The Massachusetts Appeals Court today rejected a woman's attempts to force the city of Boston to let her drive trucks over a tiny, unpaved bit of land to a former fabrication shop on Walnut Street in Hyde Park, because the deed that allegedly gave her real-estate trust ownership of the property was a fake.
At issue is a 5,532-square-foot parcel with a decrepit former metal-fabricating shop on it at 27 Walnut St., just down the street from the Fairmount train station and next to a parcel the city took through foreclosure.
Zarina Braxton, trustee of the Twenty-Seven Walnut Realty Trust, claims that the city had long let former owner Carl Berkowitz and a company he leased the land to to drive trucks over a small part of the neighboring lot and that she should be allowed to permanently be allowed to do that.
The problem, the appeals court concluded today - as a Land Court justice concluded last year - is that the deed Braxton used to press her claim is a forgery and that the actual owners never had any intentions of selling the land to a man who then turned it over to her.
According to the appeals court's summary of the case, Carl Berkowitz had run a shop on the land, retired, then leased the land to another metal fabricator for awhile before that company moved out. Berkowitz died in 2000, followed by his wife, Louise, in 2006. After her death, their sons held onto the land, because selling it would require probating their mother's estate - she had died without a will - and they didn't think they'd recoup the cost of probate by selling the little piece of land and run-down building, currently assessed by the city at $110,600.
In 2016, Donald Kupperstein, a South Easton attorney, filed a deed with the Suffolk County Registry of Deeds for the property, purporting to show a notarized agreement in which one of the sons, Eric Berkowitz, would sell the property to Robert Belcher of Hyde Park. Belcher then signed the land over to Braxton's trust. This came, according to court documents, after Kupperstein, Belcher and one of Belcher's associates tried for years to get Eric Berkowitz to sell the land, including one time when Kupperstein and that associate showed up at Berkowitz's home in Amherst unannounced to try to get him to sell.
In 2017, Braxton's trust, represented by Kupperstein, went to Land Court to force the city to let the trust drive trucks over the small piece of unpaved land, arguing that Berkowitz had done so for so long that he'd essentially won a permanent right to do so - which would pass down to the new owner.
The case did not go well for either the trust or Kupperstein. In a 2018 decision, Land Court Justice Michael Vhay agreed with the city of Boston to dismiss their demand due "lack of standing" to even bring a suit, because Braxton's trust did not own the land. According to the appeals-court summary:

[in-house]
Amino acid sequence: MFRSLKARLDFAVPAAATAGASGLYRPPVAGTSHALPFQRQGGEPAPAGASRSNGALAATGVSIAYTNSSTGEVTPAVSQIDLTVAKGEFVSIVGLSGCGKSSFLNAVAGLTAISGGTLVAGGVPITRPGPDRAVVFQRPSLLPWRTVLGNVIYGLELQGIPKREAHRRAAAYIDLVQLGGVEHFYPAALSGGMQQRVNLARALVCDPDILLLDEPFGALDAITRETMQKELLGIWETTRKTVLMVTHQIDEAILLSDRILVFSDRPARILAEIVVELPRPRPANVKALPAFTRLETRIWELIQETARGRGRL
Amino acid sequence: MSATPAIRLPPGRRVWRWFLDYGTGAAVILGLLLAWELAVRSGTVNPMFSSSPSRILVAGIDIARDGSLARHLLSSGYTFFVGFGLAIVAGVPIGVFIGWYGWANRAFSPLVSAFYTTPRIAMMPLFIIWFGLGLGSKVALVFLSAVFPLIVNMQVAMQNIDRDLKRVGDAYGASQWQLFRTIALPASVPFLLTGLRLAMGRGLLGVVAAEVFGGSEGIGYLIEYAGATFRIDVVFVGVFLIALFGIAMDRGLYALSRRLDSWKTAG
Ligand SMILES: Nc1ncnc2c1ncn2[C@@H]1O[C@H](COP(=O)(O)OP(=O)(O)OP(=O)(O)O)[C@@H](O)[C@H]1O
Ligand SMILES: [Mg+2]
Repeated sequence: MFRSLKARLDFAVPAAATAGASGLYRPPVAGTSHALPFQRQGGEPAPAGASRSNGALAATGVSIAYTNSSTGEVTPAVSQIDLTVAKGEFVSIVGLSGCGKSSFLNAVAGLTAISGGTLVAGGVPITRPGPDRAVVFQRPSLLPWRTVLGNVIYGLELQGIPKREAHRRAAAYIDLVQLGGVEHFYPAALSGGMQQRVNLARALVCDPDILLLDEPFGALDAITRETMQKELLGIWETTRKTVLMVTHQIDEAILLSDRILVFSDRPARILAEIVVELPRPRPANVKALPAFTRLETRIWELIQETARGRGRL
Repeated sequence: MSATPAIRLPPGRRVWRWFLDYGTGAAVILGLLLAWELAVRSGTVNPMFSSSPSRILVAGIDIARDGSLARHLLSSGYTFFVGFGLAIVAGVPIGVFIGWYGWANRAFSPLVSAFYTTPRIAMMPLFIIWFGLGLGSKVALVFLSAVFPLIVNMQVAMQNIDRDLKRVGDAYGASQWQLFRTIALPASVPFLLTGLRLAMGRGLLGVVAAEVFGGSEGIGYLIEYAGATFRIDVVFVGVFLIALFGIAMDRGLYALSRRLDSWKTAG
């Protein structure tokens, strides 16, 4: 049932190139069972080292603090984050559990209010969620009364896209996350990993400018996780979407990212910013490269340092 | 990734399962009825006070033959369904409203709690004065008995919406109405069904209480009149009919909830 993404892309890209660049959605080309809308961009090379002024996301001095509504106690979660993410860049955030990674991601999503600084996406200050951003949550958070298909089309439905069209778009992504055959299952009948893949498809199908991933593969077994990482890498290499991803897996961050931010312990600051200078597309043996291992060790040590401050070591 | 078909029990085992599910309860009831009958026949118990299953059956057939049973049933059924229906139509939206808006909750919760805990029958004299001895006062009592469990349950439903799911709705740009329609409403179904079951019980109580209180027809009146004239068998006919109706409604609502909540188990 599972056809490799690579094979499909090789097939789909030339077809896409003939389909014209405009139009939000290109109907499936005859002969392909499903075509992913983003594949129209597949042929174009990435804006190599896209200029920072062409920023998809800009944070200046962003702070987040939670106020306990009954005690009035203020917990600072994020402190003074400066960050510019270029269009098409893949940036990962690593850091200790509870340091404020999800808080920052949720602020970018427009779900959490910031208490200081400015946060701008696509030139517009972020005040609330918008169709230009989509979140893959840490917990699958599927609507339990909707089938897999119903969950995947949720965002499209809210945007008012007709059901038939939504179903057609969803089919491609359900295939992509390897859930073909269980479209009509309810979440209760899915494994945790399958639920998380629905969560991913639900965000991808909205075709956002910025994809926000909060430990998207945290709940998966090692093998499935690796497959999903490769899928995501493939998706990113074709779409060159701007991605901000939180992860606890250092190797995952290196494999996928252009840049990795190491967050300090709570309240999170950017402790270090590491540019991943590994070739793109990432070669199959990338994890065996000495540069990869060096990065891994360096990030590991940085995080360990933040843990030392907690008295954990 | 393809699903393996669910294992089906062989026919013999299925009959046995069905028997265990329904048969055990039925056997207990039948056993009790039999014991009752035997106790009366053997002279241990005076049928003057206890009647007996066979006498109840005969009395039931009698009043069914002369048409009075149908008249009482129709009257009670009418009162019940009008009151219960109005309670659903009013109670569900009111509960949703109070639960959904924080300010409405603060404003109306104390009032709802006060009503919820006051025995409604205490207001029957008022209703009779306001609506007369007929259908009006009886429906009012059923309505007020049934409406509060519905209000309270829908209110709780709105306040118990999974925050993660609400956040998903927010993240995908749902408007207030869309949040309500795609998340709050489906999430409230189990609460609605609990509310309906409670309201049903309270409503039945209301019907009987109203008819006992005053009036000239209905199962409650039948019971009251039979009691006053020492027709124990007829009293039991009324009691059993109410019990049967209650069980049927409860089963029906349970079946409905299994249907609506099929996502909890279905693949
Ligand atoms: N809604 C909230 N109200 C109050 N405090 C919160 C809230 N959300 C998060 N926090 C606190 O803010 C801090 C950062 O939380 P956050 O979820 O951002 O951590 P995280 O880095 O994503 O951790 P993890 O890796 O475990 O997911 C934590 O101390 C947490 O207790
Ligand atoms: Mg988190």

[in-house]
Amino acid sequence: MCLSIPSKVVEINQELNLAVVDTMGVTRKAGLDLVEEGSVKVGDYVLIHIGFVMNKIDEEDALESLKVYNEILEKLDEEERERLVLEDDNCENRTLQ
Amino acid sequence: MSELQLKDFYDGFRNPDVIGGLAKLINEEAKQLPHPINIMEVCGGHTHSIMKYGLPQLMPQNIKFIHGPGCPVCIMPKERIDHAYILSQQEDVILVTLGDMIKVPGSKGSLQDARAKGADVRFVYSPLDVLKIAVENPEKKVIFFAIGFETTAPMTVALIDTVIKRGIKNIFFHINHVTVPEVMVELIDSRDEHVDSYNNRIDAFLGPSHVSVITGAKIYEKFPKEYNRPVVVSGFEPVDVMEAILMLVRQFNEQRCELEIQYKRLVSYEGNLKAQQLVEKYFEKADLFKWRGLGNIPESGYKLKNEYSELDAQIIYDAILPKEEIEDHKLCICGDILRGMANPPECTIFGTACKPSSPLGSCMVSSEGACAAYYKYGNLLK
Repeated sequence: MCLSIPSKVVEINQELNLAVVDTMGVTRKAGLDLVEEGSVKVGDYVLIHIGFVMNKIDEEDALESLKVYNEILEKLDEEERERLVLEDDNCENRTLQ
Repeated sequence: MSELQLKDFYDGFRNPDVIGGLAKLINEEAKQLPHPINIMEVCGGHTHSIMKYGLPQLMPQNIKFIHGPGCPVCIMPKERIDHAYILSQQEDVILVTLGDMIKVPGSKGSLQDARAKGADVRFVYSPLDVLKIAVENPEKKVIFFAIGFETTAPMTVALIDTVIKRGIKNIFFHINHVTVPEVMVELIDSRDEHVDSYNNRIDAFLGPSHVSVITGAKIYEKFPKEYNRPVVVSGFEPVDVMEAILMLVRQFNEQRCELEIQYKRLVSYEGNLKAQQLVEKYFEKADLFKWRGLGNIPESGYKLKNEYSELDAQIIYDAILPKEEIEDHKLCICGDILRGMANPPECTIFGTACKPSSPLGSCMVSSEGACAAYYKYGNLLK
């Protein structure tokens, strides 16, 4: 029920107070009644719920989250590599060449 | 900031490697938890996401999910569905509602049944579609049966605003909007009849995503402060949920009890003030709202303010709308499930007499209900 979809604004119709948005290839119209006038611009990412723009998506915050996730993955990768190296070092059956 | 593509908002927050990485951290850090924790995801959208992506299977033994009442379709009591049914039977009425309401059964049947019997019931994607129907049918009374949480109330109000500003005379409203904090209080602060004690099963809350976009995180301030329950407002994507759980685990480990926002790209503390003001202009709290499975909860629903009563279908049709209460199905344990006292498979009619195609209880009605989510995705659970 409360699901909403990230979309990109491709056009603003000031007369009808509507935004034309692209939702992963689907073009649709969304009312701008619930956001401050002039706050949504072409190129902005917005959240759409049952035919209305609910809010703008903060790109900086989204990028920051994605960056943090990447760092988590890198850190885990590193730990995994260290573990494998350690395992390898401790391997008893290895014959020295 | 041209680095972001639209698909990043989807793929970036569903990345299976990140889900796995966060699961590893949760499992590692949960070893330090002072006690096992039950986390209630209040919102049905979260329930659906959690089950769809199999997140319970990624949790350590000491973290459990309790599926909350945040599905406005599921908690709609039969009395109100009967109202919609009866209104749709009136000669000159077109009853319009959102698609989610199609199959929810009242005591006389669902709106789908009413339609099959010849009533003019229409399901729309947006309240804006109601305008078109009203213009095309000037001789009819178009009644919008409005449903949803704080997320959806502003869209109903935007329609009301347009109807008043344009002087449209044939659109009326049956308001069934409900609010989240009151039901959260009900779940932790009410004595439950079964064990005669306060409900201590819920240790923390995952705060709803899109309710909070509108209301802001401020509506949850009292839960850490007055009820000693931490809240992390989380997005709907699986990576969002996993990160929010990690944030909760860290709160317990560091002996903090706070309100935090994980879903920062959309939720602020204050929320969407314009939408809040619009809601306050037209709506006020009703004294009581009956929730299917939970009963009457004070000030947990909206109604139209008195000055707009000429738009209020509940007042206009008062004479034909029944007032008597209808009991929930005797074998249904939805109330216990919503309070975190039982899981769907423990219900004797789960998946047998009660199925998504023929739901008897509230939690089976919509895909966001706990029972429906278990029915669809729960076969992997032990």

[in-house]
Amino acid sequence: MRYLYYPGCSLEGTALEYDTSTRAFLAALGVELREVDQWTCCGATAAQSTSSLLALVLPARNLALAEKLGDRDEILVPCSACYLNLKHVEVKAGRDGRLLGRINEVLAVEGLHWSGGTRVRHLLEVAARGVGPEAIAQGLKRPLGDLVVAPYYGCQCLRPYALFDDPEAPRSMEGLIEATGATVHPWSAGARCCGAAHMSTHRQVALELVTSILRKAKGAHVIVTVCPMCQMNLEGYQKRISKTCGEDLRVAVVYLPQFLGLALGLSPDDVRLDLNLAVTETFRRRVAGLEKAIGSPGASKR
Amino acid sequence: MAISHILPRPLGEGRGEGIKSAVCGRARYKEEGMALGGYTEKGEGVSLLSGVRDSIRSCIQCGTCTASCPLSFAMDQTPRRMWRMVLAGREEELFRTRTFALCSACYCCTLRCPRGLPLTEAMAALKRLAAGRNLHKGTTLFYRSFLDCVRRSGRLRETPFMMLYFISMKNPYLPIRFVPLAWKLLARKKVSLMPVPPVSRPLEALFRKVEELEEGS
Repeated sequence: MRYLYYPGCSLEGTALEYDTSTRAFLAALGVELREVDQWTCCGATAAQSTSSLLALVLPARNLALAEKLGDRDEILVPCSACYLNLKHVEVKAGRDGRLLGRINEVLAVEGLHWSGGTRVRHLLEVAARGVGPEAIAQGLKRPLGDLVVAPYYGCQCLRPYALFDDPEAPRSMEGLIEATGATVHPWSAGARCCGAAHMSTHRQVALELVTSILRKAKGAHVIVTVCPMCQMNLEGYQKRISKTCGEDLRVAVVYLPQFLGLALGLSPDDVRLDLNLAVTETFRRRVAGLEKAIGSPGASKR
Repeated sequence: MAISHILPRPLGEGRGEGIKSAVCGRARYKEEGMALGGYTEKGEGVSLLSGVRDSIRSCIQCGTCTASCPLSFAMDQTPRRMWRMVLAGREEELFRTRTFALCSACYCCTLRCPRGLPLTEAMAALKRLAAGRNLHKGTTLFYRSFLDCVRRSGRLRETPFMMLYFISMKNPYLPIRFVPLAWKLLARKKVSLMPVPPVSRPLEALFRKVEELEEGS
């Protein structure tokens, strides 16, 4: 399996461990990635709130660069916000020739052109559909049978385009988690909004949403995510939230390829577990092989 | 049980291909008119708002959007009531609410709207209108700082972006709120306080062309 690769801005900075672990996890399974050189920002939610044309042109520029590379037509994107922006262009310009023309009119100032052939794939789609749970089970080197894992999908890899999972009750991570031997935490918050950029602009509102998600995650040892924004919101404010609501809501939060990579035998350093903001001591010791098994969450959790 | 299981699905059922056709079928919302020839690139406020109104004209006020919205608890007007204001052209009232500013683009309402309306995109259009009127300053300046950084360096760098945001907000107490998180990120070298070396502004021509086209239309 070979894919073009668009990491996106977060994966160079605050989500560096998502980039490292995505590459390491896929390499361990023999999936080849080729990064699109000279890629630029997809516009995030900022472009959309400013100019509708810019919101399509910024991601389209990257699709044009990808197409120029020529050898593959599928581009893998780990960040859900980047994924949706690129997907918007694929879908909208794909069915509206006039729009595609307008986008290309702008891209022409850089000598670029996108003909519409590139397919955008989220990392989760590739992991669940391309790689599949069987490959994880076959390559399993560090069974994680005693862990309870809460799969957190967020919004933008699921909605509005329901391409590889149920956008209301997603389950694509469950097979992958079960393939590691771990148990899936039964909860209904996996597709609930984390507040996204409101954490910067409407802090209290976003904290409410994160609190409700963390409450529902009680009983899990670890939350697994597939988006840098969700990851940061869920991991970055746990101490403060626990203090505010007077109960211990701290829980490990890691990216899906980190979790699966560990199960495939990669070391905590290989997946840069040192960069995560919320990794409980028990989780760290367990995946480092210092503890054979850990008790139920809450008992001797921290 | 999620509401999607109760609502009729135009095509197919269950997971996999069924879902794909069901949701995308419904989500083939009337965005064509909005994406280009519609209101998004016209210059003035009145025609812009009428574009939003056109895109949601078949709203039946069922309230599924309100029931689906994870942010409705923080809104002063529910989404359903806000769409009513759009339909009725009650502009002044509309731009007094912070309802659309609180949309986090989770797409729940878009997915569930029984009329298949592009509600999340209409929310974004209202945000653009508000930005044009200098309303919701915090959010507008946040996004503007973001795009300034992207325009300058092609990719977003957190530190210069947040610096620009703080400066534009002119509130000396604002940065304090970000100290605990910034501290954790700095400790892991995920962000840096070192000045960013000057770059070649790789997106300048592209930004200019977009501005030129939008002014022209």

The trust presented a notarized, recorded deed purporting to show a transfer of title to the trust's predecessor in the chain of title, and the city responded with an affidavit from the person who purportedly signed the deed [Eric Berkowitz], denying ever doing so. At trial, after hearing from the notary that the transaction was not in her log book and did not appear to be her work, the judge concluded that the deed in question was forged and therefore void. Moreover, the judge found that the trust's attorney, Donald Kupperstein, was aware that the deed was forged and, in fact, apparently drafted the forged deed himself. The judge issued a judgment in favor of the city, dismissed the plaintiff's complaint with prejudice, declared that the forged deed did not convey title to the property, and ordered that an attested copy of his order be recorded at the registry of deeds.
Vhay ordered the Suffolk County Registry of Deeds to append his ruling to the alleged deed, stating specifically that that document was a forgery and that both the deed and a followup document transferring ownership to Braxton's trust were invalid (he also forwarded a copy of his decision to the state Board of Bar Overseers and the Suffolk County District Attorney's office).
Technically, Braxton's appeal did not focus on these findings but on Vhay's decision to dismiss the suit "with prejudice," meaning she can't try to file an amended complaint.
In its ruling today, the appeals court in essence said: Yeah, right. The court upheld Vhay's decision, agreeing that Braxton can't sue over a piece of land she or her trust do not legally own, and in such an egregious case, the justice had the right to rule that way.
To reach that conclusion, the court first had to give Braxton some leeway to even file the appeal.
In Massachusetts, as in many other states, officers of corporations and trusts normally can't file legal actions on their own - they need to have an attorney do so. Although Kupperstein inititated the Land Court appeal, by the time it got to the appeals court, Braxon was listed as a pro-se appellant. The court said it agreed to hear her case, anyway, in part because court filing deadlines can be tight, but cautioned that normally, corporate or trust officials will have to signal they are looking for a new lawyer rather than continuing pro se.